Representation of action within an object-related dynamic context was considered as a semantic task similar to word comprehension within a linguistic context. Indeed it has been hypothesized that the mechanisms involved in the perception of action sequences may be similar to those associated with the processing of language. That is, action comprehension was seen as a specific semantic processing where context-action representation resulted integrated as in the word-sentence representation. The aim of the present research was firstly to investigate the effect of tDCS on a specific ERP deflection (N400 effect) when subjects processed a congruous/incongruous object-related action. Secondly, the contribution of tDCS to modulate the cortical response of the dorsolateral prefrontal cortex (DLPFC) was explored. We supposed that the inhibition of anterior DLPFC area may induce a decreased ability to produce a concomitant N400 effect. Thirty subjects performed a detection task when congruous or incongruous sequences of action (video tapes). The procedure was subdivided into three phases. Prior to tDCS stimulation, a baseline task was conducted on a separate day, and EEG was registered (phase 1). The participants were required to press a left or right pulse of the mouse depending on whether the final action target frame represented a congruous or an incongruous ending scene. Successively tDCS/sham stimulation was induced (phase 2) on the subjects. Finally, immediately after tDCS/sham stimulation (phase 3) subjects were submitted to the same experimental task of phase 1. The EEG was registered during the task execution using the same procedure of EEG acquisition adopted in phase 1. The stimulation effect (cathode applied on the DLPFC and anode on the control site) was tested comparing the behavioural (RTs) and ERP profile before and after the stimulation (or sham effect) applied on the frontal areas. A significant N400 reduction was observed for incongruous stimuli in case of cathodic stimulation of DLPFC compared with the pre-stimulation condition. Also RTs were modified in case of tDCS application when subjects processed incongruous actions. It was suggested that the inhibition of DLPFC may limit the ability to analyze the semantic anomaly induced by action representation. Secondly, the contribution of the frontal areas for the semantic processing of action was supported. Finally, the N400-like effect was largely modulated by tDCS, as shown by comparing pre- and post-stimulation ERP profiles. The effect of tDCS applied over prefrontal cortex to explore action semantic processing was demonstrated and currently we tested for changes in the RT and ERP cortical responses induced by direct current stimulation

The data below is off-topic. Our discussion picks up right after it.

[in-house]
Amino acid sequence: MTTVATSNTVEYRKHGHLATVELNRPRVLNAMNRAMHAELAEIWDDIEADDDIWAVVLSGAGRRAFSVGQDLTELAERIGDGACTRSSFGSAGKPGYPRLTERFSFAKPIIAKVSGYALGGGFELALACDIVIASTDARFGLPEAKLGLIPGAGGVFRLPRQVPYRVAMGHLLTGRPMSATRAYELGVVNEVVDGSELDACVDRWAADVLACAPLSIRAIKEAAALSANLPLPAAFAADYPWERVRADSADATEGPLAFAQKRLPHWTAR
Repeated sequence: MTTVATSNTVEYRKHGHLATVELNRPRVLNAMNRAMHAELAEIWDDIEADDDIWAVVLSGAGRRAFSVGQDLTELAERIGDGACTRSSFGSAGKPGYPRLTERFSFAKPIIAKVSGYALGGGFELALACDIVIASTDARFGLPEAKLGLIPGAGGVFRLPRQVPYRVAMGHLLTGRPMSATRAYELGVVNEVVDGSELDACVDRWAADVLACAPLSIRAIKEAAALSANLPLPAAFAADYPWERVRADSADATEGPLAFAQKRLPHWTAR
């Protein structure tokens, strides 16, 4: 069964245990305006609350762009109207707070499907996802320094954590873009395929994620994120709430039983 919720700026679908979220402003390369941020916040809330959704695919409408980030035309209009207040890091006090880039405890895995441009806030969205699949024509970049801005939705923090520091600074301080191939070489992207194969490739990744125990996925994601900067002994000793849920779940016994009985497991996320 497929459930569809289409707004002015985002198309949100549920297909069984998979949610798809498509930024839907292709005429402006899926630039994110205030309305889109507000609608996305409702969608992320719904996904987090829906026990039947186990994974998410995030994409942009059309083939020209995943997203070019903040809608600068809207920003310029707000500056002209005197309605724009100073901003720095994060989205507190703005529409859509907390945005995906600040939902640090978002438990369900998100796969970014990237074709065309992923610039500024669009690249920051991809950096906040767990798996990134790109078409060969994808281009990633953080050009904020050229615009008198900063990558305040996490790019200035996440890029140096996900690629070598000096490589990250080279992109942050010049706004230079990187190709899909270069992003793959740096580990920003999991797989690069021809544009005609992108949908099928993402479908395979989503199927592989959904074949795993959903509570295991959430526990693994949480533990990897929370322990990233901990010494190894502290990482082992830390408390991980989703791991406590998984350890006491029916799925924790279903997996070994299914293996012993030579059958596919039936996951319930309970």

Balconi, M., Vitaloni, S., The tDCS effect on ERP profile for the semantic representation of action. The role of DLPFC, Abstract de <<XX Congresso Nazionale della Società Italiana di Psicofisiologia>>, (Venezia, 22-24 November 2012 ), <<NEUROPSYCHOLOGICAL TRENDS>>, 2012; 12 (N/A): 51-51 [http://hdl.handle.net/10807/68213]